Alan Fabian Bankrupt

Alan Fabian Declares Bankruptcy

On the eve of a nine-year prison term for perpetrating a years-long, multi-million-dollar fraud, Alan B. Fabian, the Hunt Valley consultant who stole from investors to support his charity work and extravagant personal lifestyle, declared bankruptcy Wednesday.

In the 92-page filing which details his companies, properties and spending habits, Fabian estimates he owes more than $52 million to more than 100 creditors, including a private jet service, prominent law firms, and his former employer Maximus Inc. of Reston, Va.

His assets total less than $3.7 million, the majority of that total being the home he shares with his wife, Jacqueline, and three children.

Reached at his home Wednesday afternoon, Fabian, 44, said there was no other reason for the filing or its timing "other than that I'm broke." He confirmed that he had recently received a letter from the U.S. Marshals specifying the date he is to report to prison but would not say when that will be.

Neither Fabian's criminal defense attorney, Maryland Federal Public Defender James Wyda, nor his bankruptcy attorney, Marc R. Kivitz, immediately returned phone calls. Messages left with the U.S. Attorney's Office were also not immediately returned.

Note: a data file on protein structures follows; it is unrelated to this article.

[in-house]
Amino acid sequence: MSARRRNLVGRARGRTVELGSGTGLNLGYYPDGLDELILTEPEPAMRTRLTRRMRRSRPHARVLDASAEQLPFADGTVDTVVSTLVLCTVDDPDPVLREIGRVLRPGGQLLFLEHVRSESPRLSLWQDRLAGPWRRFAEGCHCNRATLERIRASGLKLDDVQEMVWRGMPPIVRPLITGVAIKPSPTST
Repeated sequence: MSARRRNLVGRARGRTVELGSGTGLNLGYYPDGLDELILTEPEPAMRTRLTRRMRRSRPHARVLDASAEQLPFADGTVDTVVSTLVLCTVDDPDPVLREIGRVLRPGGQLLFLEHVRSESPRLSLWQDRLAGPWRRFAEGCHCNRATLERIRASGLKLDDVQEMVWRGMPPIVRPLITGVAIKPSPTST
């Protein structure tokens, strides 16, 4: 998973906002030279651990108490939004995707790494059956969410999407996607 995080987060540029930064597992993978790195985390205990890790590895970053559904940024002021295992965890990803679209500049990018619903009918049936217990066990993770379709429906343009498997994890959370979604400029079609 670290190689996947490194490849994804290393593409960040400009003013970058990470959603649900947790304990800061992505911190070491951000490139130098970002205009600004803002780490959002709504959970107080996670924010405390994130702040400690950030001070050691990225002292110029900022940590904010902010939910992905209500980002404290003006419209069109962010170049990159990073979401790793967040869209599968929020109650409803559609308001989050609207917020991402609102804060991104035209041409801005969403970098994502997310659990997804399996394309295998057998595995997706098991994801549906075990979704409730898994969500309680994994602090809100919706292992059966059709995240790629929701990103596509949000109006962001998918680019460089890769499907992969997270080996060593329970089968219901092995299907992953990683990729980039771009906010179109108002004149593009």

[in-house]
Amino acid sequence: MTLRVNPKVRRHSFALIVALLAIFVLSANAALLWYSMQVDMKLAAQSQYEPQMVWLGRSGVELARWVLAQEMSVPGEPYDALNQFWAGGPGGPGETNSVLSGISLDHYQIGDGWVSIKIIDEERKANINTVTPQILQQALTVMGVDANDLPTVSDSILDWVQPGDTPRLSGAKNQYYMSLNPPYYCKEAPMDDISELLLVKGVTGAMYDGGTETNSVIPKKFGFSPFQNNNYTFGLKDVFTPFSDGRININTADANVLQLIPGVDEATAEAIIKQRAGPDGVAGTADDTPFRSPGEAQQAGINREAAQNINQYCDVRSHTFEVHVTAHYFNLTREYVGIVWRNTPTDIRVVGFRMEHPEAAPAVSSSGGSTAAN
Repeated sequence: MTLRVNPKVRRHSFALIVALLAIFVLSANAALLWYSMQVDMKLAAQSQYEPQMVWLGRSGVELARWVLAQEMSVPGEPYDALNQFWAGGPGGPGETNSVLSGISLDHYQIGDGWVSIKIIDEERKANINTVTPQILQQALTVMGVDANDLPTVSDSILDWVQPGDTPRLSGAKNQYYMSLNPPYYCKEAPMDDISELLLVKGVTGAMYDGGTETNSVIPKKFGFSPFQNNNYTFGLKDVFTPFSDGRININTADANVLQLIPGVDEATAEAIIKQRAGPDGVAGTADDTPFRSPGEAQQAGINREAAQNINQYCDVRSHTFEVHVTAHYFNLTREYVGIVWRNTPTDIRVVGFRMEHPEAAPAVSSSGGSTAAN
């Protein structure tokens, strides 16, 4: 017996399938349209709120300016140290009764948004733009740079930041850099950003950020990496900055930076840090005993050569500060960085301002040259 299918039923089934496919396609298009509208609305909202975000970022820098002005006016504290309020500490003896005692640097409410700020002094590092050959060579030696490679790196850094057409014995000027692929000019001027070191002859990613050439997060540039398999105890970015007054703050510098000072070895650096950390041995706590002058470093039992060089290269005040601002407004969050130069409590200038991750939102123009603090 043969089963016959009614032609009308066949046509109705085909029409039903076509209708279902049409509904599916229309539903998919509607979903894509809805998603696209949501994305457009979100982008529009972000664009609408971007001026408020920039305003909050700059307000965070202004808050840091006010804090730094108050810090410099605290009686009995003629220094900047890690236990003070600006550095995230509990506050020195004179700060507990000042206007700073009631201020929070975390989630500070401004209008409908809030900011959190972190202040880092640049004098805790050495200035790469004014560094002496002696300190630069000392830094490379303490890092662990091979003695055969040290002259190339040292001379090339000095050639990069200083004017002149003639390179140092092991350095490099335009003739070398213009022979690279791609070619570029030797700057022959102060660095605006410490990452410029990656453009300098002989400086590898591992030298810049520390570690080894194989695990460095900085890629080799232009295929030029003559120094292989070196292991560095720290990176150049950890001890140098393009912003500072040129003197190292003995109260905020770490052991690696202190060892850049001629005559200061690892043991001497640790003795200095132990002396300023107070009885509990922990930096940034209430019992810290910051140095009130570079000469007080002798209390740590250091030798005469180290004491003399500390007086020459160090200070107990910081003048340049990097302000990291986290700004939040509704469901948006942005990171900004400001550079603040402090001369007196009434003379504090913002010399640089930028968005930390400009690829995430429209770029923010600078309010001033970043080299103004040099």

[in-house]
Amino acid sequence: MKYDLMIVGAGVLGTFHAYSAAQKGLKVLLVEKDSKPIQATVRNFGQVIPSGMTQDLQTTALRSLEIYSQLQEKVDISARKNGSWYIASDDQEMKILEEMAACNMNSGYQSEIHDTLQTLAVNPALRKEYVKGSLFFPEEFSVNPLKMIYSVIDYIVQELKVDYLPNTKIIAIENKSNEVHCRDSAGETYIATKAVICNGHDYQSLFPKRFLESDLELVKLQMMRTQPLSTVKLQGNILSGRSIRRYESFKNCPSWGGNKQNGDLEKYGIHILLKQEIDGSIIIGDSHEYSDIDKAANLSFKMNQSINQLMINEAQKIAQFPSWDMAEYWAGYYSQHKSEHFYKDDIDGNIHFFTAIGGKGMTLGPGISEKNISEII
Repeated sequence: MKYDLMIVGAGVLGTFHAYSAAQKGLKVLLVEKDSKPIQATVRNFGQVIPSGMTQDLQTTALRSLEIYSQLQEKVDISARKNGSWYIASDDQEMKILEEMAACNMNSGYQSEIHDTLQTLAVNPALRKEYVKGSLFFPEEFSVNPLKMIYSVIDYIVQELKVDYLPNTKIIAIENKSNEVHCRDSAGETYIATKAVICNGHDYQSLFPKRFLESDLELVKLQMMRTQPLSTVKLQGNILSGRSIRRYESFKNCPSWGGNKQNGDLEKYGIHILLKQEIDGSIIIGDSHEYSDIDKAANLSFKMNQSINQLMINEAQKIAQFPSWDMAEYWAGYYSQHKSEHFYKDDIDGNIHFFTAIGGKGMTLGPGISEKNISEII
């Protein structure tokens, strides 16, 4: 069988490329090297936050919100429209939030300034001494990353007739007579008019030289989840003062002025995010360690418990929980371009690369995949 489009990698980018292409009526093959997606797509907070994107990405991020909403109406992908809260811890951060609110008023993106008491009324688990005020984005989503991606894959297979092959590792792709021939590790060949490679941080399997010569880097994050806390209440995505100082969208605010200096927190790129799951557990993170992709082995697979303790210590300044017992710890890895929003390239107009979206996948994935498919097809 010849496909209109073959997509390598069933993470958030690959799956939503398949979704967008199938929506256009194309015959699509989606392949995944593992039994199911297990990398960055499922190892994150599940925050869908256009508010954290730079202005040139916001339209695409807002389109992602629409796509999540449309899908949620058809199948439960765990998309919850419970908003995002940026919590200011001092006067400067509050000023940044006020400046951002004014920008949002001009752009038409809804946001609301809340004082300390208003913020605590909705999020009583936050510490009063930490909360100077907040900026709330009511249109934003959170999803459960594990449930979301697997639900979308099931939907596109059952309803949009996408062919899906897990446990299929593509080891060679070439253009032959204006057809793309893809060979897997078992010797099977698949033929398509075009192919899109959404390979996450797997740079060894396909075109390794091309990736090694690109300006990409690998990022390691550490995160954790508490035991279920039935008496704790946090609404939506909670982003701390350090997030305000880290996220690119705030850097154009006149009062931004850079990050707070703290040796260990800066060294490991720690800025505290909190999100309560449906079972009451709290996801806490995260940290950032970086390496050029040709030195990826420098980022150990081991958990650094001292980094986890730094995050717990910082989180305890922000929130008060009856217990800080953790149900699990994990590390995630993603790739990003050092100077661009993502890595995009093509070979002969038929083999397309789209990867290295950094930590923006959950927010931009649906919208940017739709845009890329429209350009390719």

Fabian, who lists his occupation as "entrepreneur" in the court filing, was indicted in August 2007 and pleaded guilty to counts of mail fraud and filing false tax returns in May. U.S. District Judge Catherine C. Blake sentenced him in late October.

According to federal prosecutors, Fabian duped a Georgia computer-leasing company into paying for nonexistent equipment as part of a series of sale-leaseback transactions.

Fabian had started a consulting company, Strategic Partners International, LLC, in 1996 and sold it in 2000 to Maximus, a publicly traded government consultancy. In 2002, while still at Maximus, Fabian founded Strategic Partners International, Inc. without his employer's knowledge, according to the indictment in the case.

Fabian then used his newly formed corporation to strike the deal with Solarcom, naming Maximus as the guarantor for the equipment he purported to sell and leaseback.

He then used the proceeds of that scheme to found the Centre for Management and Technology, a downtown Baltimore non-profit to counsel other non-profits, and bankroll his personal interests, such as Republican Party politics.

The certified public accountant has filed for bankruptcy before: on behalf of SPI, Inc. and on behalf of CMAT. Federal prosecutors alleged Fabian lied to the bankruptcy court in the SPI bankruptcy.

In his personal bankruptcy, Fabian's debts include $32 million to Maximus, $4.4 million to Provident Bank, $1.7 million to Netjets Aviation, Inc. and Netjets International, Inc., and $1 million to Venable, LLP. As assets, Fabian claims three late-model luxury vehicles, "Jars from the Holy Land" worth $30,000, and two dogs valued at $20.

Fabian also lists a dozen lawsuits against him in the bankruptcy filing.